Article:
The faces of the elegant visitors are reflected in the display cases with indirect lighting that protected the fabulous collection. These gems cut in their natural state, with hidden mounts and clasps, were based on three motifs-knots, stars, and feathers-and could be separated and transformed; for example, a necklace can be changed into three bracelets and a hat brooch.
It was not the jewels themselves that were modern, hinting as they did in the past; it was the way Chanel wore them.
2013: presentation of the "Under the sign of the lion" collection and announcement of the restoration of the bas-relief lion on the façade of the Basilica of San Marco in Venice.
When Chanel staged her comeback in 1954, she offered, in addition to tweed suits, all the sorts of accessories she wore every day. Unlike other designers for whom accessories completed a silhouette or furthered a decorative effect, Chanel made individual pieces that were exercises in devising the single perfect item, be it a flower, a hair bow, or a shoe. She did not show a batch of new pieces every season; instead, from time to time she added a new item to her working vocabulary.
Chanel jewelry of the 1950s and 1960s, produced by Gripoix and by a new collaborator, goldsmith Robert Goossens, included copies of pieces she had been seen wearing for decades. After Chanel died in 1971, her house lumbered along acquiring a genteel patina.
When Karl Lagerfeld signed on as a creative director in 1983, he not only changed the House of Chanel, he changed all of fashion. The Lagerfeld-for-Chanel high-wire act is most dazzling when it pits the classic against the hip, adding another dimension to a story already abounding in paradox. Under Lagerfeld's direction, the reach of Chanel has extended even further, becoming the latest logo coveted and worshiped by teenagers and hip-hop celebrities alike.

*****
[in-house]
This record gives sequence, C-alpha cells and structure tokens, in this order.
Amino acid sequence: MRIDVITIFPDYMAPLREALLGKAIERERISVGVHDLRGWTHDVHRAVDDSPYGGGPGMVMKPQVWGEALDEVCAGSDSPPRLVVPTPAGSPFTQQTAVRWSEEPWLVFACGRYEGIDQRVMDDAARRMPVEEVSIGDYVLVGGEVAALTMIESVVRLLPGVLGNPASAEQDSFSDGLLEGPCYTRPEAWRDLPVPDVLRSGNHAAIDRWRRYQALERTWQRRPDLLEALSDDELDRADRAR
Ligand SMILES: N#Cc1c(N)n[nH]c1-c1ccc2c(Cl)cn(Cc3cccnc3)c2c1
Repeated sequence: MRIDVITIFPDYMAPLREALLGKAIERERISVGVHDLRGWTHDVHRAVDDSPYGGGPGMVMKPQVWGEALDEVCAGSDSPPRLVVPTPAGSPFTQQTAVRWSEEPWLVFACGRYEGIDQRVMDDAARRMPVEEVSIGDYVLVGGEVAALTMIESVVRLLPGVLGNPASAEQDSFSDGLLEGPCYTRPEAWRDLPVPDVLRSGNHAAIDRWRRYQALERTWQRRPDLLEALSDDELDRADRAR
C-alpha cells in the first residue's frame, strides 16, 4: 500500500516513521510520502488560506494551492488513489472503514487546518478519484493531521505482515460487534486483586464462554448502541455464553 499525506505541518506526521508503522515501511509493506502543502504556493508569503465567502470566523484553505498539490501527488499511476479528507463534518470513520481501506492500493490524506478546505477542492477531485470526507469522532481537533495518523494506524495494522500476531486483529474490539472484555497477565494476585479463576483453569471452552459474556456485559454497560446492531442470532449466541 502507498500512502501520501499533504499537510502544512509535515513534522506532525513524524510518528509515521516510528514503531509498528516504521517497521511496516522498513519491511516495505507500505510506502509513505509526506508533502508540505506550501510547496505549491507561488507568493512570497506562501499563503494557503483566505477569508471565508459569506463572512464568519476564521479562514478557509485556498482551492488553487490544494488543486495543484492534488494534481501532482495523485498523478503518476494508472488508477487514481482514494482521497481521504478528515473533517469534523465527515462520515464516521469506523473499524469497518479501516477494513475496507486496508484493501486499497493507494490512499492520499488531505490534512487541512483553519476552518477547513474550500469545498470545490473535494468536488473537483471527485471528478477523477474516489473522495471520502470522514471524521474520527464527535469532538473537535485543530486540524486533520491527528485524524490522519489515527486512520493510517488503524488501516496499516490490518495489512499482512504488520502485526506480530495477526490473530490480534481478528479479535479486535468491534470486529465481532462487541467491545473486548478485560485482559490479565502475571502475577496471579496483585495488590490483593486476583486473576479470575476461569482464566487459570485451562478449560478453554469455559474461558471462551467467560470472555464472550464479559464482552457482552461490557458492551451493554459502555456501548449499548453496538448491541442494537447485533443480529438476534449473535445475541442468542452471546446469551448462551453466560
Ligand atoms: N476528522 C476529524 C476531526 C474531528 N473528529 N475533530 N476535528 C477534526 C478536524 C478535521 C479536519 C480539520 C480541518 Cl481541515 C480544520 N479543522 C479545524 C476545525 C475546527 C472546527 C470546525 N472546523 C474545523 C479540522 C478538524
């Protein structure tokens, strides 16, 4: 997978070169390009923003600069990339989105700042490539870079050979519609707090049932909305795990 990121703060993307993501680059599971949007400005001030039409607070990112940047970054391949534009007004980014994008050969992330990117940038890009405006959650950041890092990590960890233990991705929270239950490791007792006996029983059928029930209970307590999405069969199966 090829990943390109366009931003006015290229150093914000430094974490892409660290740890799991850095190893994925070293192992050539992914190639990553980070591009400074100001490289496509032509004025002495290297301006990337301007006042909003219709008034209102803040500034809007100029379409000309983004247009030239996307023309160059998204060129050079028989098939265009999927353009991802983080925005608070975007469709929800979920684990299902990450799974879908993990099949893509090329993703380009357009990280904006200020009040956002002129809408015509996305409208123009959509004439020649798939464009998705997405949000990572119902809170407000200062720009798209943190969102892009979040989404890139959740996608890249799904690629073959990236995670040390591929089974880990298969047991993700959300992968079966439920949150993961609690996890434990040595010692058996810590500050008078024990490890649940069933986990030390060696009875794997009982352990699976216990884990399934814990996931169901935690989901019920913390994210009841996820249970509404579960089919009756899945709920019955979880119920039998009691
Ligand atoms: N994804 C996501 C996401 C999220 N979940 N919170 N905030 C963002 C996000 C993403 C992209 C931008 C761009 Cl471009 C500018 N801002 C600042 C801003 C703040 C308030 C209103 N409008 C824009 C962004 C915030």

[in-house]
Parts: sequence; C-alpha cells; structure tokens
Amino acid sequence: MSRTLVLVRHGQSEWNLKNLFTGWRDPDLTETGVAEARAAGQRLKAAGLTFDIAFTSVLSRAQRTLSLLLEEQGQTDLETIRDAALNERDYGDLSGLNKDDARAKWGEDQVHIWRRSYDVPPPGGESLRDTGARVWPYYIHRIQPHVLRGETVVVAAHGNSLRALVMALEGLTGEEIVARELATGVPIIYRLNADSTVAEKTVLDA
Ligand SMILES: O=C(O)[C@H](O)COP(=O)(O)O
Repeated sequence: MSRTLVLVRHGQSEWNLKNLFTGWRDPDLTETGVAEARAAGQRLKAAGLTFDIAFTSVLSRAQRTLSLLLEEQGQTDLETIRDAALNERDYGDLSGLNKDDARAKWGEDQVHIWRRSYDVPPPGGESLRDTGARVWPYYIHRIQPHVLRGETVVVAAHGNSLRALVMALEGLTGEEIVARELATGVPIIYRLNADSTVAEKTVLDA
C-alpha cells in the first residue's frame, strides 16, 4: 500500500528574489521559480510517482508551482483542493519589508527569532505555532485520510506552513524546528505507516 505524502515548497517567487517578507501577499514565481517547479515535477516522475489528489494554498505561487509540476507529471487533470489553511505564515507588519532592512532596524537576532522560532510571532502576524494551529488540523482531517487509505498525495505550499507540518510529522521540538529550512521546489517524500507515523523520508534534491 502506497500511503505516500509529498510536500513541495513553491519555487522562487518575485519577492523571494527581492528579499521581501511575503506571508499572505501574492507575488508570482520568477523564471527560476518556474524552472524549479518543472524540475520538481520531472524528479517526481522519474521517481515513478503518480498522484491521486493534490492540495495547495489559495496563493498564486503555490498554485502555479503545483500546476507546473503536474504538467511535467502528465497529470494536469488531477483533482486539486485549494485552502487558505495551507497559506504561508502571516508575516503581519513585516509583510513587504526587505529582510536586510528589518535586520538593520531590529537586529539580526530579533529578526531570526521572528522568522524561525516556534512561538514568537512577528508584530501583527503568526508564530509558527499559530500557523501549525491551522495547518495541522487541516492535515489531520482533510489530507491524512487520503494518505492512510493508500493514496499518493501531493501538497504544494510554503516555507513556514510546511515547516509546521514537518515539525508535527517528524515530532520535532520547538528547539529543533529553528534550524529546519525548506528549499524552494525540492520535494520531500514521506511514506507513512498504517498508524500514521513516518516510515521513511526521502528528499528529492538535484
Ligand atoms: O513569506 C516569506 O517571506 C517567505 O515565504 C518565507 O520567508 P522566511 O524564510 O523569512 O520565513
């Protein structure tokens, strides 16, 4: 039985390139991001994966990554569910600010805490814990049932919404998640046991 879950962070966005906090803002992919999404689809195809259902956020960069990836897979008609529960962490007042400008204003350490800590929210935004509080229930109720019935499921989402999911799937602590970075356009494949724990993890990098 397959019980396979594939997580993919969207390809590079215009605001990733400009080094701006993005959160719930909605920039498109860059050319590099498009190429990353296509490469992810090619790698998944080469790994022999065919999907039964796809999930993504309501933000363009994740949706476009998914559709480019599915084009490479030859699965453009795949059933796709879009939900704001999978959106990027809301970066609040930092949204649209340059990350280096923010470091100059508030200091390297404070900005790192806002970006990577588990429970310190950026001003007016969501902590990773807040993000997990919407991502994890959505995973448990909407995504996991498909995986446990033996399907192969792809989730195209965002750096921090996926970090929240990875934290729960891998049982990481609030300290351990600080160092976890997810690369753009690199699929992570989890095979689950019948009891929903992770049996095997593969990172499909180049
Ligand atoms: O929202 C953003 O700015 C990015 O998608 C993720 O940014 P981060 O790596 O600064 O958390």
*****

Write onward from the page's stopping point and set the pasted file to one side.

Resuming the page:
How To Identify Authentic Chanel Jewelry
Many Chanel costume jewelry pieces will have markings. Understanding these markings is an important aspect of authentication and will also reveal when the item was made and its history.
Pieces from 1921-1939 were made to complement Chanel's clothing. As a result, these extremely rare pieces were left unmarked, some pieces are marked only with a "France" stamp. In 1939, due to WWII, The House of Chanel stopped operations.
Coco Chanel - 1930's
1930's Jewelry made by Chanel Novelty Company in 1941 is quite valuable. The style of Chanel Novelty Company was distinctly different from Chanel's, and these accessories have their own unique beauty and craftsmanship. Coco Chanel sued them for obvious trademark infringement and won. Chanel Novelty Company was forced to rename to Reinad Novelty Company.
Coco Chanel Novelty Mark - 1940's
In 1954, Coco Chanel resumed business in her Parisian boutique at 31 Rue Cambon. Many pieces in this time period remained un-stamped, as Chanel jewelry was still being designed as part of an entire couture outfit. However, some jewelry started receiving very basic stamps.
Coco Chanel 60's
After Coco Chanel's death, jewelry stamping changed. Some jewelry was also stamped with a copyright, trademark, interlocking CC, and made in France stamp.
Coco Chanel 70's
Chanel 70's In the early '80s, the date of production is incorporated into the stamping, so many pieces have a year in the place of "made in France".
Coco Chanel 80's
From the mid-'80s to the early '90s, Chanel dated the jewelry based on collection number. Collection numbers include 23-29.
Coco Chanel 90's
From 1993 - 2018, the jewelry includes both the season and year. Season markings include A for Fall, P for Spring, C for Cruise collection, and V for a continuous line. The numbers represent the 3rd and 4th digits of the year. For example, 95 stands for 1995, and 03 stands for 2003.